John Wick: So the system is crashing, degraded. We’ve lost carbon, so what we are talking about is simply starting a restoration of previous carbon levels. The most available form of carbon is biologically stable form which is compost. It is a biologically stable carbon-nitrogen complex. That goes into the soil in a plant absorbable rate, different than fertilizer; different than manure and so here we have a material that is stable.

And we know the profile of the emissions to create it where when the soil system is dusted with it, we don’t ever turn it or till it, we dust it in half inches, not much, quarter inches even less. A quarter inches of dusting of compost and from then on that system starts taking carbon in. This is not a big idea, it’s simple. We are just giving back a little bit carbon that has been lost.

CD: So compost seems to be the product of choice; it is a carbon-nitrogen complex that is biologically stable, you can simply dust it on the land, just a thin layer, available at a plant absorbable rate, and from then on you’re rebuilding your soil. We’re just starting to realise the true potential of applying compost to the land on a large scale. There are couple of products that are starting to appear and we will talk about those as well. And I can already hear a couple of objections coming from the farmers. Hang on to it, we’re going to discuss this in length.

Dan, back to our discussion to finish this first chapter…

DN: Yes.

CD: What are the bio materials – or feedstocks I should say – that we should consider for producing compost or other organic amendments?

DN: Well in the paper, we divide the feedstocks into five different categories. Biosolids, one that is already mentioned, which is basically processed human manure. along with the other waste that happens to be present there. The other is of course food scrap, which is kind of the new thing, and you have done a lot of programs on that.

There’s the green material that comes from the landscapes and also the woody materials that either comes from landscapes, agriculture or forest by-products. So that’s high-cellulose.

The green material, the more green it is, that means the more vegetative or protein material it has available in it. And then of course, there’s all the ag[riculture] residues, both the plant residues, from crops, crops residues, or when you tearing down an orchard that has passed its time, or bush plants or vines; there can be woody material or green material in there. Of course, with every crop there can be green material, either be tilled in or used as animal feed and of course lots of agricultural crops are also animal feed crops, so that means you are feeding lots of animals and then you have a huge amount of manure.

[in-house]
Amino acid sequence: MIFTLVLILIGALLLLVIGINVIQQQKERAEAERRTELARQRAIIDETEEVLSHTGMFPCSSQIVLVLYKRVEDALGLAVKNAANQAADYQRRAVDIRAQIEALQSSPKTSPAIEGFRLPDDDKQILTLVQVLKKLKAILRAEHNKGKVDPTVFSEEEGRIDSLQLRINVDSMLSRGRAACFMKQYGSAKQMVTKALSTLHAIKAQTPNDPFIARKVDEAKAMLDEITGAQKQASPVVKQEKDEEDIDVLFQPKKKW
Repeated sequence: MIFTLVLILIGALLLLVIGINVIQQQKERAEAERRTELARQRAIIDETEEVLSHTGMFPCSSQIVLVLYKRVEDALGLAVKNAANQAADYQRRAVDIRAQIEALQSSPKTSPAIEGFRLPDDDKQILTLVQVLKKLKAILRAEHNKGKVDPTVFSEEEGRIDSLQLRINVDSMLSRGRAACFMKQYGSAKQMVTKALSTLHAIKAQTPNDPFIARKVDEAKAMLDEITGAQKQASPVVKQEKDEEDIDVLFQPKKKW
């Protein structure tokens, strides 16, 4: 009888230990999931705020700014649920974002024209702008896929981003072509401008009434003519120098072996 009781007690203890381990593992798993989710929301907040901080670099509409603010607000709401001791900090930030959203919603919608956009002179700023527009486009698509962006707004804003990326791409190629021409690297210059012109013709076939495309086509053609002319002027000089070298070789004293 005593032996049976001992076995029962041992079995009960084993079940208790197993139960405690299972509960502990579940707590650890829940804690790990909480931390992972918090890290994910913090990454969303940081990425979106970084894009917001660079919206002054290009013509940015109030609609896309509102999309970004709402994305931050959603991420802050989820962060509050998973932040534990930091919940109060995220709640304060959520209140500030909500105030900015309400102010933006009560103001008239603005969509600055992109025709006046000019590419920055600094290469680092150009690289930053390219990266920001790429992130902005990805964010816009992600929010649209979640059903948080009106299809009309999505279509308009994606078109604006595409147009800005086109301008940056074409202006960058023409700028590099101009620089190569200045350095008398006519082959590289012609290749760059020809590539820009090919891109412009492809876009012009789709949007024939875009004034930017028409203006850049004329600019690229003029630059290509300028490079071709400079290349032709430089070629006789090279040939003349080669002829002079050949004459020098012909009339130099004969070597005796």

CD: Ok, so at any moment animal manure is collected already, we can access that.
Bio solids, human manure – that’s creating a little bit of discussion but there are some interesting projects going on, and we’ll probably dedicate a whole episode to that topic in the coming few months.

Woody materials coming from forestry waste, we know how to access that, although a lot of it is going to biomass – that’s another story. But really the two material streams that are becoming increasingly interesting are green waste coming from gardens, parks and landscapes, and food waste, coming from your kitchen! And why are they becoming so interesting? Well because they are going to become widely available… How come? This is for our second Chapter: We called it “The Wonderful World of EU Recycling Targets”. And we’ll publish this part in a few days. Stay tuned.

I’d like to thank The Organic Stream for making this episode possible. The Organic Stream is an international media channel covering all topics related to the organic material value cycle: soil health, bio-waste collection, composting, anaerobic digestion, sustainable agriculture etc. If you never heard Eleen Murphy before, go find The Organic Stream podcast in your favourite podcast app, or visits and check all their resources. Make sure…


Leave a Reply

Be the First to Comment!

Notify of